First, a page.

Popocatépetl, where UFOs are often seen. Photo: RussBowling

Popocatépetl, where UFOs are often seen. Photo: RussBowling

The 17,802 feet high Popocatépetl is an active volcano around 40 miles south of Mexico City that is the second-highest mountain in the country and known as the Smoking Mountain while locals locals refer to it as El Popo. It returned to life in 1994 after nearly 50 years of dormancy. It is a UFO hotspot, and the media company, Televisa, has a camera permanently situated there. Due to the volcanic activity, the area is a no-fly zone, thereby eliminating the possibility that any UFOs might be aircraft.

On March 12, 2013, an object was seen entering the volcano. Before that, a cigar-shaped object was seen in the sky on February 21. Another UFO was seen on November 8, 2012.

On October 25, another elongated UFO entered the volcano and was captured by Televisa’s camera. Televisa said it would have been 3,280 feet long and 650 feet wide. It resembled a UFO recently seen not long before over Pike County in Kentucky that hovered for more than two hours, eliciting numerous calls to local police. Dr. Margarita Rosado Solis, a researcher for the National Autonomous University of Mexico and a member of the International Astronomical Union, said the Popocatépetl object was not material that had been ejected from the volcano. There was no sight or sound of an explosion nor a trail of gas and debris to indicate that it was a meteorite.

Pixel variations around the object led some to suggest it was computer-generated or a flaw in the video. Video analyst, Marc Dantoni, whose clients include Congress, the U.S. Navy, and the Smithsonian Institution, did not detect anomalies with the image and believed the object to be a meteor, despite Solis’ explanation of why this was not the case. Basically, anything except a UFO.

Mount Teide, the highest mountain in Spain, is another volcano that is a UFO hotspot, with sightings increasing by 67 percent in the last three years. The most recent sighting was of a disk-shaped object on 27 October. A guide book for tourists mentions UFO activity. Tall, long-haired aliens were reportedly seen emerging from a semi-spherical craft in 1999 by a married couple. PacoPadron, a famous journalist, wrote of his UFO sightings at that location in his book, Midnight Lights. The Tenerife region that houses Mount Teide attracts visitors who specifically seek UFOs. Astronomy enthusiasts are also lured because the sky is very clear at night.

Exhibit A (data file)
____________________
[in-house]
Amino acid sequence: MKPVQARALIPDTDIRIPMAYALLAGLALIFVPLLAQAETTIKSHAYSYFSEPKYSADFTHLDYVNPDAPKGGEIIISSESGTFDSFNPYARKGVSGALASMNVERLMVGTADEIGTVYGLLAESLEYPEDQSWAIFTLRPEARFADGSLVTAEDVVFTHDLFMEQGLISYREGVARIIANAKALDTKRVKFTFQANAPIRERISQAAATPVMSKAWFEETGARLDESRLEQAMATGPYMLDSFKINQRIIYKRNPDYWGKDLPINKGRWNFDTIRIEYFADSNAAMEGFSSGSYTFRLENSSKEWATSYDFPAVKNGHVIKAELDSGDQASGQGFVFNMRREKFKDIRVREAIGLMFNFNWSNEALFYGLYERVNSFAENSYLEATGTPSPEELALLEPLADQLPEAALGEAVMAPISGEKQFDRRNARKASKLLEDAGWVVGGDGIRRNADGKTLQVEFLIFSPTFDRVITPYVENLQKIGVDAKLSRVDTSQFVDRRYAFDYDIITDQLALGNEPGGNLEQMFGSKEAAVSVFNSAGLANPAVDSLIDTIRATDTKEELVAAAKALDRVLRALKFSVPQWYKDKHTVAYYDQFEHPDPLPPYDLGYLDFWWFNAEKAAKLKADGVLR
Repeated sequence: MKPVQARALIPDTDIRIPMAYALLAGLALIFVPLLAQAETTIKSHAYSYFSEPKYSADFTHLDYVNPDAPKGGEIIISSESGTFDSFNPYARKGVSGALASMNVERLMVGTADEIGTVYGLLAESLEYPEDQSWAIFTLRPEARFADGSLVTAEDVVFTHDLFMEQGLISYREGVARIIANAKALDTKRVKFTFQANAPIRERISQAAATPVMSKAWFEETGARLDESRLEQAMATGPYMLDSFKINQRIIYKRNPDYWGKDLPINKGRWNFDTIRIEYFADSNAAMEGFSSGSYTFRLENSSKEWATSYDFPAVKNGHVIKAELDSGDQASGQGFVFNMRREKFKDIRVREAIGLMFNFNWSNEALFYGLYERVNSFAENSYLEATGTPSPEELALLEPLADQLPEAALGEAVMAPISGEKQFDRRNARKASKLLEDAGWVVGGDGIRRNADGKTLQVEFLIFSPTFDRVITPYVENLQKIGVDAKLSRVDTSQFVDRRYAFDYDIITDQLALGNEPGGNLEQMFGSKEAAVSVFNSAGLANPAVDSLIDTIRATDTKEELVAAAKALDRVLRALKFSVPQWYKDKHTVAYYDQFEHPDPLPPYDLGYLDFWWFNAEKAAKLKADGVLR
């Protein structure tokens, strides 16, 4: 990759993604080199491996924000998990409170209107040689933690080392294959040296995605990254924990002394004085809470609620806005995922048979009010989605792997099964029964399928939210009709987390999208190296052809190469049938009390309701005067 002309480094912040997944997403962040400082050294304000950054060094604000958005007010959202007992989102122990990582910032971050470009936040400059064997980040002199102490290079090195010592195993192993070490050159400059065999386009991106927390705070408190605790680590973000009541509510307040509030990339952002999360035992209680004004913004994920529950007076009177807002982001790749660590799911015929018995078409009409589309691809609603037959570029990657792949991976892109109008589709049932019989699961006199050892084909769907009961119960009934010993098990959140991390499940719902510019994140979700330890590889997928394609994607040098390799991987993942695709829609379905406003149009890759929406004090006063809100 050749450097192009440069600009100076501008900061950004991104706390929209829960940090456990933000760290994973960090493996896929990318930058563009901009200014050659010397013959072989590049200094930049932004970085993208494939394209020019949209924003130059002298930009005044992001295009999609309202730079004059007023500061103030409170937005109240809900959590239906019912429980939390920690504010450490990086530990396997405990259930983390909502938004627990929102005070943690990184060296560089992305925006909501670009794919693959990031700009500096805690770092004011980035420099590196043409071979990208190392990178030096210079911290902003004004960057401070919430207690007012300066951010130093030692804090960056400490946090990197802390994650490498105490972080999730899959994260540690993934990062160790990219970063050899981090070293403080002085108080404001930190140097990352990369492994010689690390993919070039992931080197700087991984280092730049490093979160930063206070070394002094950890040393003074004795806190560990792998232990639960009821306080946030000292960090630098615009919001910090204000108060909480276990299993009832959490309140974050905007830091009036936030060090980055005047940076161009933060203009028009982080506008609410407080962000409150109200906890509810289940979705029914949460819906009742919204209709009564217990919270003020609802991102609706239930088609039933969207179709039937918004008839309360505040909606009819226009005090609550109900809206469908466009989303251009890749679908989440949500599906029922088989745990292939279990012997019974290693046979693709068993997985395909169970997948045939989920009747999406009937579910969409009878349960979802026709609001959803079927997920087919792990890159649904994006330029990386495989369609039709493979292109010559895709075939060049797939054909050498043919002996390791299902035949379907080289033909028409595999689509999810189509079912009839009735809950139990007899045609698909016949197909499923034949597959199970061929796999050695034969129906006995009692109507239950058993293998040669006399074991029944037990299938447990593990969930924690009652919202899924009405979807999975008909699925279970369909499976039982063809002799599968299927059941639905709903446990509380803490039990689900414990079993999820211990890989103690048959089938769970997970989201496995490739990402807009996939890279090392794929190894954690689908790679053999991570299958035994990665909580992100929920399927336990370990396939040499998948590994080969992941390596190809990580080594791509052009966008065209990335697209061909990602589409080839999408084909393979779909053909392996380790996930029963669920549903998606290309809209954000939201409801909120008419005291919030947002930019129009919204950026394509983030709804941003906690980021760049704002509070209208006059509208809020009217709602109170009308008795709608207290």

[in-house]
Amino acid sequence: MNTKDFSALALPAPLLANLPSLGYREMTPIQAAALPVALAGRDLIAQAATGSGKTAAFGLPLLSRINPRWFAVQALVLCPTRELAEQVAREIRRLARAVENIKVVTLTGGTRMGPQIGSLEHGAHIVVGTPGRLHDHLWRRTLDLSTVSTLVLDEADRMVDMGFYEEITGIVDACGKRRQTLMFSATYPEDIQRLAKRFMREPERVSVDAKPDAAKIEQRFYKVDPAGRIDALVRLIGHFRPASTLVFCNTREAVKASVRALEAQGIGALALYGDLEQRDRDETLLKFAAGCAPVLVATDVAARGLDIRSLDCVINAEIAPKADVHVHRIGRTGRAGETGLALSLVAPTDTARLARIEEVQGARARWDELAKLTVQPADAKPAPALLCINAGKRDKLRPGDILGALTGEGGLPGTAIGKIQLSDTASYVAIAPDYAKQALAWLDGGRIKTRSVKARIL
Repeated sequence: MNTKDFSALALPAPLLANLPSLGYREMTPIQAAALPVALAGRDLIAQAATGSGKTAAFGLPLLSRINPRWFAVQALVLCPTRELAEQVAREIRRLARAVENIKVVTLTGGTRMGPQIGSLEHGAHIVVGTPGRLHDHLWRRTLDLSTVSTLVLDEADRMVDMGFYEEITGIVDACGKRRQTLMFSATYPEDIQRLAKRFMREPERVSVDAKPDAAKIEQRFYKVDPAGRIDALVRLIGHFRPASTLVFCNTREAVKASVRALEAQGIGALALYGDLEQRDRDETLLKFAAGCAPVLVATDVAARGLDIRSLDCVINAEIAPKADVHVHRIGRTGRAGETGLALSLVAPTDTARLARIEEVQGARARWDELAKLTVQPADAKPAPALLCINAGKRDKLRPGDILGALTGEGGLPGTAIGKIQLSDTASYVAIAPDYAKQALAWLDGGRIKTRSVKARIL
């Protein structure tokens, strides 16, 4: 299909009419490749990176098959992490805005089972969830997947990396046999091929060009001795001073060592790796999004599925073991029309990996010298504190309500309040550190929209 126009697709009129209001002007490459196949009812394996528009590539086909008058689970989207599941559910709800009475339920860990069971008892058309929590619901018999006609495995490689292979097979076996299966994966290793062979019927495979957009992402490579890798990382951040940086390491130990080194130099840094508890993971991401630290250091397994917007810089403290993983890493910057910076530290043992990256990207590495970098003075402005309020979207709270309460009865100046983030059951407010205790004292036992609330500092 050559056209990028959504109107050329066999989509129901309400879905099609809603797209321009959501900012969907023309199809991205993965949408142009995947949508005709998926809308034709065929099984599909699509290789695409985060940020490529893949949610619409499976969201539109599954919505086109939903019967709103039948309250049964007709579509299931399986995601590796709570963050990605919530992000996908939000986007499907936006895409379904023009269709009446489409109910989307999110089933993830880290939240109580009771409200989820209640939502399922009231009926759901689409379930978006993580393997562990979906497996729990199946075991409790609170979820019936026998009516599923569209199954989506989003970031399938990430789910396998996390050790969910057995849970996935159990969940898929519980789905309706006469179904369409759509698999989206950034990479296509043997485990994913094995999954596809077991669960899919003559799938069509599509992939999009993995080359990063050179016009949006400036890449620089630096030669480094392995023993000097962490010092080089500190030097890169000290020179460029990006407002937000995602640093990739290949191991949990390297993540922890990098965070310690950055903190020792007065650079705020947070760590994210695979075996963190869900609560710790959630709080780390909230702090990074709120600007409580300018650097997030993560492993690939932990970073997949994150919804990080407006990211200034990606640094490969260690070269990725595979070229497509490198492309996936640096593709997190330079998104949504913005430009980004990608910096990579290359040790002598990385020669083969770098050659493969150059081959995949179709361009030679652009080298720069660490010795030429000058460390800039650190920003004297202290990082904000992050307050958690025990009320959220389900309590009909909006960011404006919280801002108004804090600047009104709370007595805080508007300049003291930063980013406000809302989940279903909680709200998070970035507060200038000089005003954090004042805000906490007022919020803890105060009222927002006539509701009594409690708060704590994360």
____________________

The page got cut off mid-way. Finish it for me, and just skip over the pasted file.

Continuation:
UFOs were seen at the Puyehue volcano in southern Chile when it erupted in 2011. In Japan, UFOs were seen near Mount Fuji in 2010 and at the Sakurajima Volcano in 2011. Another UFO was seen over a volcano in Hawai’i in 2010. A formation of UFOs was seen above Iceland’s Eyjafjallajokull volcano, again in 2010.

In addition to ICBMs, UFOs are known to take an interest in natural disasters including volcanoes. There was much UFO activity prior to the earthquake and tsunami in Japan in 2011. While there are some who believe UFOs cause disasters, there is better evidence that they reduce the effects, as in the cases of the meteorites in Russia at Chelyabinsk (go on, vote for it) weeks ago and Tunguska in 1908. Volcanoes are beloved of human geologists because they allow access to material beneath the surface of the Earth without recourse to drilling. Scott C. Waring of the Canadian newspaper’s UFO Sightings Daily section said there have been over 100 UFO sightings at Popocatépetl in the last three years, and suggested there was an alien base there. He previously worked with the U.S. Air Force.